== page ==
If the patient is institutionalised, monitoring of behaviour and serum sodium levels is necessary. In treatment-resistant polydipsic psychiatric patients, regulation in the inpatient setting can be accomplished by use of a weight-water protocol.[19] First, base-line weights must be established and correlated to serum sodium levels. Weight will normally fluctuate during the day, but as the water intake of the polydipsic goes up, the weight will naturally rise. The physician can order a stepped series of interventions as the weight rises. The correlation must be individualized with attention paid to the patient's normal weight and fluctuations, diet, comorbid disorders (such as a seizure disorder) and urinary system functioning. Progressive steps might include redirection, room restriction, and increasing levels of physical restraint with monitoring. Such plans should also include progressive increases in monitoring, as well as a level at which a serum sodium level is drawn.


Behavioural treatments may involve the use of a token economy to provide positive reinforcement to desirable behaviour.[17] Furthermore, cognitive therapy techniques can be used to address the thought patterns that lead to compulsive drinking behaviour. Success has been seen in trials of this technique, with emphasis on the development of coping techniques (e.g. taking small sips of water, having ice cubes instead of drinks) in addition to challenging delusions leading to excessive drinking.[20]

Psychogenic polydipsia often leads to institutionalisation of mentally ill patients, since it is difficult to manage in the community.[11] Most studies of behavioural treatments occur in institutional settings and require close monitoring of the patient and a large degree of time commitment from staff.[18]


A number of pharmaceuticals may be used in an attempt to bring the polydipsia under control, including:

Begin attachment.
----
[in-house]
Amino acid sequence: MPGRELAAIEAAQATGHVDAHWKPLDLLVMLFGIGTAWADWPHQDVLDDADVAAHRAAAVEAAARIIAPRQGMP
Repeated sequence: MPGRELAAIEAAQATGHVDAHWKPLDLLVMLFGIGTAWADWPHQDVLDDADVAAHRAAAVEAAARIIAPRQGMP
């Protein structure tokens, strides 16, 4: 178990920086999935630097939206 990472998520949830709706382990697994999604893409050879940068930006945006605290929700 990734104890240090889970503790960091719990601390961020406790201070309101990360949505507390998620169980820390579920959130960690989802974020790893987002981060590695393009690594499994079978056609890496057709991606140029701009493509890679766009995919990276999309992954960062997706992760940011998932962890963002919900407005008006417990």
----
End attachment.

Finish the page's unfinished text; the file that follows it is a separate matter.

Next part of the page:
There are a number of emerging pharmaceutical treatments for psychogenic polydipsia, although these need further investigation:[24]

It is important to note that the majority of psychotropic drugs (and a good many of other classes) can cause dry mouth as a side effect, but this is not to be confused with true polydipsia in which a dangerous drop in serum sodium will be seen.[29]

Other animals

Psychogenic polydipsia is also observed in some nonhuman patients, such as in rats.[30]

See also


  1. Saito T, Ishikawa S, Ito T, et al. (June 1999). "Urinary excretion of aquaporin-2 water channel differentiates psychogenic polydipsia from central diabetes insipidus". J. Clin. Endocrinol. Metab. 84 (6): 2235–7. doi:10.1210/jc.84.6.2235. PMID 10372737.
  2. Tobin MV, Morris AI (April 1988). "Non-psychogenic primary polydipsia in autoimmune chronic active hepatitis with severe hyperglobulinaemia". Gut. 29 (4): 548–9. doi:10.1136/gut.29.4.548. PMC 1433532Freely accessible. PMID 3371724.
  3. "Psychogenic polydipsia - Diagnosis - Approach"Free access subject to limited trial, subscription normally required. British Medical Journal. 5 May 2016. Retrieved 29 October 2016.
  4. "Primary polydipsia - General Practice Notebook". GPnotebook. Retrieved 29 October 2016.
  5. Zerbe, R. L.; Robertson, G. L. (1981-12-24). "A comparison of plasma vasopressin measurements with a standard indirect test in the differential diagnosis of polyuria"Paid subscription required. The New England Journal of Medicine. 305 (26): 1539–1546. doi:10.1056/NEJM198112243052601. ISSN 0028-4793. PMID 7311993.
  6. Rippe, James M.; Irwin, Richard S. (2008). Irwin and Rippe's Intensive care medicine. Philadelphia: Wolters Kluwer Health/Lippincott Williams & Wilkins. p. 909. ISBN 0-7817-9153-7.
  7. "Psychotropic-induced dry mouth: Don't overlook this potentially serious side effect". Current Psychiatry. 10 (12): 54–58. December 2011.
  8. "Psychogenic polydipsia - Diagnosis - Differential diagnosis"Free access subject to limited trial, subscription normally required. British Medical Journal. 5 May 2016. Retrieved 29 October 2016.
  9. de Leon, Jose (2003-02-01). "Polydipsia--a study in a long-term psychiatric unit". European Archives of Psychiatry and Clinical Neuroscience. 253 (1): 37–39. doi:10.1007/s00406-003-0403-z. ISSN 0940-1334. PMID 12664312.
  10. "Psychogenic polydipsia - Theory - Aetiology"Free access subject to limited trial, subscription normally required. British Medical Journal. 5 May 2016. Retrieved 29 October 2016.
  11. 1 2 3 4 Hutcheon, Donald. "Psychogenic Polydipsia (Exessive Fluid seeking Behaviour)" (PDF). American Psychological Society Divisions. Retrieved 29 October 2016.